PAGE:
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FAST Racing League is a futuristic racing game for similar in style to the F-Zero series and made by developer Shin'en, creators of Jett Rocket, for WiiWare. The main feature of the game is the ability to "phase shift" or change the color of your car from white to black (orange and blue in Neo and RMX), which allows you to take advantage of different parts of the track, matching the phase of your car to the phase of the track gives bonuses such as boosts and jumps, not matching your phase on the other hand can slow down your car or even send it careening to it's death.
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Like Shin'en's previous WiiWare game, FAST Racing League manages to cram an impressive amount of graphics and gameplay into so just 40 megabytes of data, pushing the Wii to its limits. In 2015, a sequel, FAST Racing Neo, was released on the Wii U, followed by FAST RMX, an Updated Re-release of Neo on the Nintendo Switch, in 2017.


FAST Racing League provides examples of:

  • Artistic License – Astronomy: The Kuiper Belt course appears to be set dangerously close to the Sun, meaning that it cannot possibly be near the actual Kuiper belt, the inner rim of which is at least 2.7 billion miles (or the distance from the Sun to Neptune) away.
  • Bilingual Bonus: Several course names:
    • Sunahara Desert, Sunahara Plains, and Sunahara Valley: "Sunahara" (砂原) is "sandy plains" or "desert" in Japanese. So...Desert Desert and Plains Plains?
    • Hibashira Speedway: "Hibashira" (火柱) is "fire pillar" in Japanese. The course takes place in Lethal Lava Land with pillars of lava erupting all over the place.
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    • Mori Park: "Mori" (森) is "forest" in Japanese. The course is set in a forest.
  • Cast from Hit Points: In Hero Mode in Neo and RMX, your boost meter starts out full and doubles as a shield meter.
  • Comeback Mechanic: In a multiplayer race, you gain more boost meter per orb the further behind you are.
  • Damn You, Muscle Memory!: Hero Mode in the HD games mirrors the courses, which coupled with the game not respawning you if you crash can quickly lead to a "Please try again!" for those who don't adopt quickly.
  • Death Is a Slap on the Wrist: Dying by falling off the course or hitting an obstacle only sets you back a few places, rather than making you forfeit the race as in F-Zero. Averted in Neo and RMX's Hero Mode, where blowing up ends the race in failure.
  • Gratuitous Japanese: Many of the opposing racers names are in Japanese as are the course and league names. Downplayed in later entries, with greater numbers of Western-sounding names.
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  • Gusty Glade: The Haze in NEO and RMX has giant fans on straightaways with no rails, potentially sending you off-course if you don't adjust accordingly. RMX has them reprise their role in Tepaneca Haze.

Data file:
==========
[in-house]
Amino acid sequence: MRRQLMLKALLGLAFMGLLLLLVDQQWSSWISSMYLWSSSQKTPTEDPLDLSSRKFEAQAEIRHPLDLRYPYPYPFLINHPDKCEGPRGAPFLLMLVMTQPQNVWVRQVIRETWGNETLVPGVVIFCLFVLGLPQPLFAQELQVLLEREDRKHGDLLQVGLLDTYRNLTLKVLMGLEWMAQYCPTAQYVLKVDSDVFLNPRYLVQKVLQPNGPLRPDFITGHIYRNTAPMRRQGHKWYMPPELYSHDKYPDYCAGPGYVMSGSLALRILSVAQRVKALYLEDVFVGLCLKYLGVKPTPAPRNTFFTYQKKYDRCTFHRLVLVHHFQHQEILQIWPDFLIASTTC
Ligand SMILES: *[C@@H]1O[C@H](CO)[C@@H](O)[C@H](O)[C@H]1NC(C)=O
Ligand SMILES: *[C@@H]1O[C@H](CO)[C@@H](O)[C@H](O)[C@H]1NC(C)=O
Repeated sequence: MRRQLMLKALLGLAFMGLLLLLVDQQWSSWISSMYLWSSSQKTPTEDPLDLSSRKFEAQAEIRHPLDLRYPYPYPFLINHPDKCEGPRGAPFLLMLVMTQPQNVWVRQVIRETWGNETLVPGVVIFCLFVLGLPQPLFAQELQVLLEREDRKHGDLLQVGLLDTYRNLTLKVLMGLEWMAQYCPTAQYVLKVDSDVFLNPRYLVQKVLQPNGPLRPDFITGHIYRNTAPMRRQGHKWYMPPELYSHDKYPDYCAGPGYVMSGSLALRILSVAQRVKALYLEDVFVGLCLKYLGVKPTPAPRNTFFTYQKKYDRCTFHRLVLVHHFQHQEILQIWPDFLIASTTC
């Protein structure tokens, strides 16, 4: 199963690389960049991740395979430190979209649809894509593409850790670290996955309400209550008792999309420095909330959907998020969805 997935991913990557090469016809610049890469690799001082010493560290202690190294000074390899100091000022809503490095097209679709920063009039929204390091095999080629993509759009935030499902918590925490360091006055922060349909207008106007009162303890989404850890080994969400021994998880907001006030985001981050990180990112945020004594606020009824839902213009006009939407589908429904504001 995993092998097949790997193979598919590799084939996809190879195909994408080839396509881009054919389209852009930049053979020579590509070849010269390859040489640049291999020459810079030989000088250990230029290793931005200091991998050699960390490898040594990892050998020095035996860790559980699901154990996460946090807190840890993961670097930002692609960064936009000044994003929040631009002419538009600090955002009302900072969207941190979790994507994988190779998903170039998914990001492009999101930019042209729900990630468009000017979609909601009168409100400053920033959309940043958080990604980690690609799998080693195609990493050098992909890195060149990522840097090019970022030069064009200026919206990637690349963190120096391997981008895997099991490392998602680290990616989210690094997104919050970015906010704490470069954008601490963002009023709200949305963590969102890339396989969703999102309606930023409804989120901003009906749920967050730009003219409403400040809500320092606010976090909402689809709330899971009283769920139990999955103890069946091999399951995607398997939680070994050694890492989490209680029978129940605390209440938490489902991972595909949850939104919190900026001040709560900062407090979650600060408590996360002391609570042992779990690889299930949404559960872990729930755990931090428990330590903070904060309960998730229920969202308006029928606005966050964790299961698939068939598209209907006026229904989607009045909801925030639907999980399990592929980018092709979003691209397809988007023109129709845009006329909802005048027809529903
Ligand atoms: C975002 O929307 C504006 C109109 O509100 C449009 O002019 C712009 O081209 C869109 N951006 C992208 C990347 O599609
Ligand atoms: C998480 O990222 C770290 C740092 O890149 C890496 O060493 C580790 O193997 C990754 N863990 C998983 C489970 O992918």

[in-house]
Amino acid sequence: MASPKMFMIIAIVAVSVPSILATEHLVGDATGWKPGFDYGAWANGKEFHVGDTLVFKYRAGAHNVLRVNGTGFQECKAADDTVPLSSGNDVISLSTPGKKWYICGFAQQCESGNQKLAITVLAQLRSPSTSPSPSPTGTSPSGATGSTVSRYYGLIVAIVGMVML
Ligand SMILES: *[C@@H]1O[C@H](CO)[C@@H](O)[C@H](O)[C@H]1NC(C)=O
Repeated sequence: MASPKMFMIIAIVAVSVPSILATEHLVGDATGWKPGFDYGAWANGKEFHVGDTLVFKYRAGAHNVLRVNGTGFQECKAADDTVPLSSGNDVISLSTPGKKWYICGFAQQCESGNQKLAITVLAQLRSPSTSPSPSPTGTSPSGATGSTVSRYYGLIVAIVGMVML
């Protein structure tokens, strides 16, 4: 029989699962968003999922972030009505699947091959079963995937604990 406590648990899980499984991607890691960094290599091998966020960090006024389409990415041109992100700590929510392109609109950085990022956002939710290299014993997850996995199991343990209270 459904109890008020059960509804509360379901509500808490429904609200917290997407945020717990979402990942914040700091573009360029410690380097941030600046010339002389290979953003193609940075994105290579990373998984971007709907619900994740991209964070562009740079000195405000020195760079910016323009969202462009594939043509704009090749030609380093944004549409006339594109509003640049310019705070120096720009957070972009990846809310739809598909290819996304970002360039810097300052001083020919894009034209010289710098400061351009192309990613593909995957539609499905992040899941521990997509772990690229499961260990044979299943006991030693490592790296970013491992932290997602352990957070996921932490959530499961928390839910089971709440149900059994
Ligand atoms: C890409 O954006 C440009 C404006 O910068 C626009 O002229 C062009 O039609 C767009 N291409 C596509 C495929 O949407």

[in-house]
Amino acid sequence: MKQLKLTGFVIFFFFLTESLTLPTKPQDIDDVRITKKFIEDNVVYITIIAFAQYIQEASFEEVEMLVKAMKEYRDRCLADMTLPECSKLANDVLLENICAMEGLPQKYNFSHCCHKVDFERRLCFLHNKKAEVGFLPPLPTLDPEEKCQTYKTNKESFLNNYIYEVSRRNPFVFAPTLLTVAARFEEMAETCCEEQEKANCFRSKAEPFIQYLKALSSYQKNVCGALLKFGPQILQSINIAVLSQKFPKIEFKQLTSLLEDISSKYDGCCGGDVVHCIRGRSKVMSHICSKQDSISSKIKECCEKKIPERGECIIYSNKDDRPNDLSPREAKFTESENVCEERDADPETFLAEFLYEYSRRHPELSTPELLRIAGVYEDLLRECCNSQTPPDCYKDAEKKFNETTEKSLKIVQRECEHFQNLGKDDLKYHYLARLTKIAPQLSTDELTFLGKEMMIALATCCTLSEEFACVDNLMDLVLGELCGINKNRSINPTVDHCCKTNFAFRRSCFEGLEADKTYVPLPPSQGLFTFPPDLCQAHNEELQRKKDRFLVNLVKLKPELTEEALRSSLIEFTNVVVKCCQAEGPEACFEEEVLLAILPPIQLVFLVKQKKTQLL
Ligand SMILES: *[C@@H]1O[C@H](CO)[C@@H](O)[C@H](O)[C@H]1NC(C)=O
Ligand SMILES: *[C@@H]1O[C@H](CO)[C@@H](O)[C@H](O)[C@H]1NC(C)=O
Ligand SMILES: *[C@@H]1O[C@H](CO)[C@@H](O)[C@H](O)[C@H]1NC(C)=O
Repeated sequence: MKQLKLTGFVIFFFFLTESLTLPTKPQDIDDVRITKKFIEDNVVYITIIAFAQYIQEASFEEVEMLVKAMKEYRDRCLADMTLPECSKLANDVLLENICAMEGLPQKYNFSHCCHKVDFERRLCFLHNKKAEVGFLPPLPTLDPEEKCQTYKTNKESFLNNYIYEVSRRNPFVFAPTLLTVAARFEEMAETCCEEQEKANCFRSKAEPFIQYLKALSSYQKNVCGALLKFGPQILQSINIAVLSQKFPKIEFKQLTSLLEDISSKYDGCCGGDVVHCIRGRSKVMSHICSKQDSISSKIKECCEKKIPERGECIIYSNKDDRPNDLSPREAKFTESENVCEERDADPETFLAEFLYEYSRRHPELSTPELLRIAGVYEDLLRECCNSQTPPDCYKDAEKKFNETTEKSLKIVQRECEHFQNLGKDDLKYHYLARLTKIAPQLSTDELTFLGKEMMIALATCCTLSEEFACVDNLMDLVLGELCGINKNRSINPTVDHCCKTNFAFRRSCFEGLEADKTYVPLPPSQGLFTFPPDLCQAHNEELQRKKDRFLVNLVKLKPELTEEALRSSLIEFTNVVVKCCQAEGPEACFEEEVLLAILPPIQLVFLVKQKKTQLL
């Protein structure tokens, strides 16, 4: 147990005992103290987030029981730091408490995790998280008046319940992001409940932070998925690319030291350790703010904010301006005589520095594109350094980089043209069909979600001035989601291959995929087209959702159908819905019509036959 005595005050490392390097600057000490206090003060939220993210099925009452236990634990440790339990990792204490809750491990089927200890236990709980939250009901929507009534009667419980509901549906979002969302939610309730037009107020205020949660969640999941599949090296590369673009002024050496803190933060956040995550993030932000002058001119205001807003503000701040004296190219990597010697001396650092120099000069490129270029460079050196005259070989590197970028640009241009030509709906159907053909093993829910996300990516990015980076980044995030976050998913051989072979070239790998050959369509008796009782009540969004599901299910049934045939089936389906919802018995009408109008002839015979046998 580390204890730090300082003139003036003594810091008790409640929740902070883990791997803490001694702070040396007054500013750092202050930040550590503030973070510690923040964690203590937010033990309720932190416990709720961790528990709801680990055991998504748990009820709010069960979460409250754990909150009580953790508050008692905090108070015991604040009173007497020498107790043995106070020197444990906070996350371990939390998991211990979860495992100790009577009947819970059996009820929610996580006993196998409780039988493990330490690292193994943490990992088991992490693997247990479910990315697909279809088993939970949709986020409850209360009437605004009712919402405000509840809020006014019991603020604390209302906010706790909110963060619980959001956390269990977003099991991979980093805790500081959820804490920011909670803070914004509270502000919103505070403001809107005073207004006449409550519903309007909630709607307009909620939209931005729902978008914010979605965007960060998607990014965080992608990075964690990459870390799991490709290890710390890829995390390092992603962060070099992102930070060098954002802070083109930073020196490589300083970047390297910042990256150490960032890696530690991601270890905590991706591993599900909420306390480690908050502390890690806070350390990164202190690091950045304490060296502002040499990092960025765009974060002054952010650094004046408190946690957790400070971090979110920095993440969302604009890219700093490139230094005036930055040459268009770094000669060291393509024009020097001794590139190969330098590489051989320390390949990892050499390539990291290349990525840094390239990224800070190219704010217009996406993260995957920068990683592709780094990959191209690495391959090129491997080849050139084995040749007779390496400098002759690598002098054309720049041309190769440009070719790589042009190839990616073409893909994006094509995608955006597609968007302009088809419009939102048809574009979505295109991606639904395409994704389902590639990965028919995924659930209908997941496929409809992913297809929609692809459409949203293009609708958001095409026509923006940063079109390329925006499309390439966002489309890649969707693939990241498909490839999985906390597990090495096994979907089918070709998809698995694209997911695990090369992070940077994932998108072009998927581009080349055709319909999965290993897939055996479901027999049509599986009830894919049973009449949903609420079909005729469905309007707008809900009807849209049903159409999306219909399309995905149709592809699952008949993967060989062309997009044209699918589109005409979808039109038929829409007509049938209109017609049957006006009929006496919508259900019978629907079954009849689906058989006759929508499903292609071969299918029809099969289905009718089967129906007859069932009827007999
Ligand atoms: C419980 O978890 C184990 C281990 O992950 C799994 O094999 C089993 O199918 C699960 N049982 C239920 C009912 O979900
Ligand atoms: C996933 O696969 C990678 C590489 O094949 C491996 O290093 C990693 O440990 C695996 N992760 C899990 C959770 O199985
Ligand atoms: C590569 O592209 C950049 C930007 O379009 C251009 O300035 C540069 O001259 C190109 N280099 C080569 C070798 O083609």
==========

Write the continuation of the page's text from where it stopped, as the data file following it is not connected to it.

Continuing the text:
• Hard Mode Perks: Hero Mode in RMX turns your Boost meter into a Boost / Shield meter, but also allows you to recharge the meter by driving over boost strips and boost ramps (which provide boost but not meter in other modes).
  • Idiosyncratic Difficulty Levels:
    • League uses Neutron (easiest), Proton, and Ion (hardest).
    • Neo and RMX use Subsonic (easiest), Supersonic, and Hypersonic (hardest).
  • Large Ham Announcer: Neo and RMX in particular have a very enthusiastic announcer: the same one featured in F-Zero GX and F-Zero AX, no less!
  • Lethal Lava Land: Hibashira Speedway is set over a sea of lava.
  • Misbegotten Multiplayer Mode: The HD games have both local and online multiplayer modes, with RMX also allowing local wireless play. Unfortunately, online play has one glaring problem: There is no option to join a specific friend or to create a private lobby. Furthermore, RMX limits all online play to Subsonic League, not permitting players to play in Supersonic or Hypersonic Leagues.
  • My Rules Are Not Your Rules: In Hero Mode, it's an instant failure if you crash at any point, and your boost is Cast from Hit Points. The AI opponents, on the other hand, won't die just from hitting something at zero energy and if they crash, they'll just respawn.
  • New Neo City: The Neo Kyoto course in Neo and RMX.
  • Nintendo Hard: Even at Subsonic, don't expect the A.I. to hold back on you at all.
  • Nitro Boost: Matching your phase with the colored areas of the track gives you this, you can also trigger one at any time for the cost of five energy units.
  • No Plot? No Problem!: Here's a bunch of machines that can travel at supersonic speeds. Here's some cool futuristic tracks to race them on. That's about the extent of the plot.
  • Numerical Hard: The A.I. hardly changes behavior on the higher Leagues; the Leagues simply change vehicle top speeds.
  • One-Hit-Point Wonder: Aside from the walls or other cars, hitting any obstacle on the course instantly destroys your car.
  • Orange/Blue Contrast: Orange and blue are the two phase colors used in Neo and RMX.
  • Remixed Level: The six new courses in RMX are mishmashes of existing courses. As examples, Chuoko Habitat features Chuoko City's massive urban sprawl environment and music and Zenshou Habitat's instant-kill lasers, Tepaneca Haze combines Tepaneca Vale's nighttime setting and boost-jump pillars with The Haze's sky-high environments, music, and giant fans, and Cameron Raceway has Cameron Crest's lush green environments and music and Zvil Raceway's dangling roads.
  • Spell My Name with a "The": Of all the courses present, The Haze is the only one with a "The" in its name.
  • Tech Demo Game: League in particular is able to cram a full-fledged 3D racing game into the 40 megabytes that WiiWare games are restricted to.
  • Updated Re-release: RMX features all content from Neo, including 6 new tracks and 6 new ships.

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